Top US General Denies That US Troops Died in Vain in Afghanistan

'I don't think anybody has died in vain, per se'

Chairman of the Joint Chiefs of Staff Gen. Mark Milley sought to defend the Afghan War on Friday, despite the Afghanistan Papers showing systematic official lies about the failed conflict, insisting that the documents were a “mischaracterization” of the war, and that there was no unified decision to deceive the public.

Rather, the position here seems to be that hundreds of Pentagon officials took it upon themselves and each individually decided to deceive the public a little bit, culminating in a colossal lie which couldn’t be explicitly blamed on anyone.

Gen. Milley insisted the war had been a success in that there hadn’t been any specific terror attacks out of Afghanistan for the war’s duration, and particularly objected to the idea that anyone had died “in vain” in the conflict.

I don’t think anybody has died in vain, per se,” Milley said, saying if anyone’s death was in vain, he “could not look at myself in the mirror.” Since he can still do that, he’s concluded no one died in vain.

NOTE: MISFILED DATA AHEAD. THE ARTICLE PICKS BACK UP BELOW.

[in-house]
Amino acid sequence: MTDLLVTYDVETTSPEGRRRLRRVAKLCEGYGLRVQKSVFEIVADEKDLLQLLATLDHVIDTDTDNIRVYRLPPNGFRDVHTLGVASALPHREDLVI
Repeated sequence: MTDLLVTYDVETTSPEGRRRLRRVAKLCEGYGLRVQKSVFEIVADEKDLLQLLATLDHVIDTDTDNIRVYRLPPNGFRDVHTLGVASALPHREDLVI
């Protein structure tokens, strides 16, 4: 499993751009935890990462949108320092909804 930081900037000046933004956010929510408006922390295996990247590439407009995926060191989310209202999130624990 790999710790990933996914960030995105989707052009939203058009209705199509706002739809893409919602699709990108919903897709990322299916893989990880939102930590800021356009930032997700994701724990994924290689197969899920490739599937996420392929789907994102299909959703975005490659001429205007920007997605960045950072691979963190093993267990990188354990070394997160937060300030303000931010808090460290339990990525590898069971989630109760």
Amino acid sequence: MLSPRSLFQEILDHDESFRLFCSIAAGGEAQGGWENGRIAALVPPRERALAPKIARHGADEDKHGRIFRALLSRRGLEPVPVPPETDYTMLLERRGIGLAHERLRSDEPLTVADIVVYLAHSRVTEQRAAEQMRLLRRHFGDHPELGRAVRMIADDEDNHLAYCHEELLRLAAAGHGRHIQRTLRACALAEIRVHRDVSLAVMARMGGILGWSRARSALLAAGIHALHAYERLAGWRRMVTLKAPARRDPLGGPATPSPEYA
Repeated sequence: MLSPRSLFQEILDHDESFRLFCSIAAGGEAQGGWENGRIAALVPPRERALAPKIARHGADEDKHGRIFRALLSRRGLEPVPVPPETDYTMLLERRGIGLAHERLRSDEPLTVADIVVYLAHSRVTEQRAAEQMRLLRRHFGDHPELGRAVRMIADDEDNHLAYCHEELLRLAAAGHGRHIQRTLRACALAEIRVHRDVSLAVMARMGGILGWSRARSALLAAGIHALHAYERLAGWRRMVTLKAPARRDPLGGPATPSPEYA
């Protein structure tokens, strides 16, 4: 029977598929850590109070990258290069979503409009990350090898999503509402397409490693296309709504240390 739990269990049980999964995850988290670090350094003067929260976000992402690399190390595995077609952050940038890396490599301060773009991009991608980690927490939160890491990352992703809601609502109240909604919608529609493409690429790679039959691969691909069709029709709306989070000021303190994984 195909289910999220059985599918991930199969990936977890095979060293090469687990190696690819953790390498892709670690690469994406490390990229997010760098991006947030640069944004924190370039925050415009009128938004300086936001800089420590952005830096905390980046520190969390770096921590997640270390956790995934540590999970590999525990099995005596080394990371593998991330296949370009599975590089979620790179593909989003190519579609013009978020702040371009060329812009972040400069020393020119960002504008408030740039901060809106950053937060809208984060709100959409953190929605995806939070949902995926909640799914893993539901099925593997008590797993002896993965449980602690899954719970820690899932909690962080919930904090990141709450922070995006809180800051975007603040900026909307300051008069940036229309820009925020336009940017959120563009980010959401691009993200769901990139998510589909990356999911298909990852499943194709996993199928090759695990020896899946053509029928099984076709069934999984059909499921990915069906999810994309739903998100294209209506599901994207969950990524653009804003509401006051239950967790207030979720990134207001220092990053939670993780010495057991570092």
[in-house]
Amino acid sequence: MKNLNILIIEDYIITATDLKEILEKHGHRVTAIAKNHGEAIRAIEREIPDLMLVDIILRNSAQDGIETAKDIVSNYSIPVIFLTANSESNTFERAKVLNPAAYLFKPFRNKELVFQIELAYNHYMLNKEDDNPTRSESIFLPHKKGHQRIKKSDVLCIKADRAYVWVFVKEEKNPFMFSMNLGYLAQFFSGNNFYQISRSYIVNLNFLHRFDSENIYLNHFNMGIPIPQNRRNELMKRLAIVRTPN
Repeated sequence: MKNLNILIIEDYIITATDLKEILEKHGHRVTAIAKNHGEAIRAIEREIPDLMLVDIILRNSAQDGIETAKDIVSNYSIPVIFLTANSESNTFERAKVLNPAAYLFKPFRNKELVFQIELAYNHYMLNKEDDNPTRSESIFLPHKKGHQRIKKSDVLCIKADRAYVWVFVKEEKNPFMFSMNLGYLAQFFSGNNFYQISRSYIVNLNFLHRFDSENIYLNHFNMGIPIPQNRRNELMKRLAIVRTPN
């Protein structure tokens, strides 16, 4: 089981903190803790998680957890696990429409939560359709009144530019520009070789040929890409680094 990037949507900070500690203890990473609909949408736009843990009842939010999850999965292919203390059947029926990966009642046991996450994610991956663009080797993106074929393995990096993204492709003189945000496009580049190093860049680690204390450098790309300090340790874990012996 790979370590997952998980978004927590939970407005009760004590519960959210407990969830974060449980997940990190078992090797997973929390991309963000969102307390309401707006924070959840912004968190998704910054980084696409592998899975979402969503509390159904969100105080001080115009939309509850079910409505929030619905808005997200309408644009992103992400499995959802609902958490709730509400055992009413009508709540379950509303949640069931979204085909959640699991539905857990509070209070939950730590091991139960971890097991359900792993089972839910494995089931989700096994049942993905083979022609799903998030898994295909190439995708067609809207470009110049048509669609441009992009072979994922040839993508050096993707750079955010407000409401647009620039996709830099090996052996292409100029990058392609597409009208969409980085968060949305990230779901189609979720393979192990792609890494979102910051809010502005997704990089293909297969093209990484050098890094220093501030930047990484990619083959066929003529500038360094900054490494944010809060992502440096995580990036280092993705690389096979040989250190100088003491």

The entire idea that troops died in vain is largely a military creation at any rate, built to try to shame politicians into keeping the war going on the notion that if the war is lost all the deaths were in vain.

Yet now, the war is plainly lost, and officials are still looking to give those deaths some specific merit. Broadly, assigning meaning to the deaths is something that was largely just an exercise military brass sought in the first place, and should have little impact on either US policy in Afghanistan going forward, or culpability on the years of deception from the Afghanistan Papers.

Author: Jason Ditz

Jason Ditz is news editor of Antiwar.com.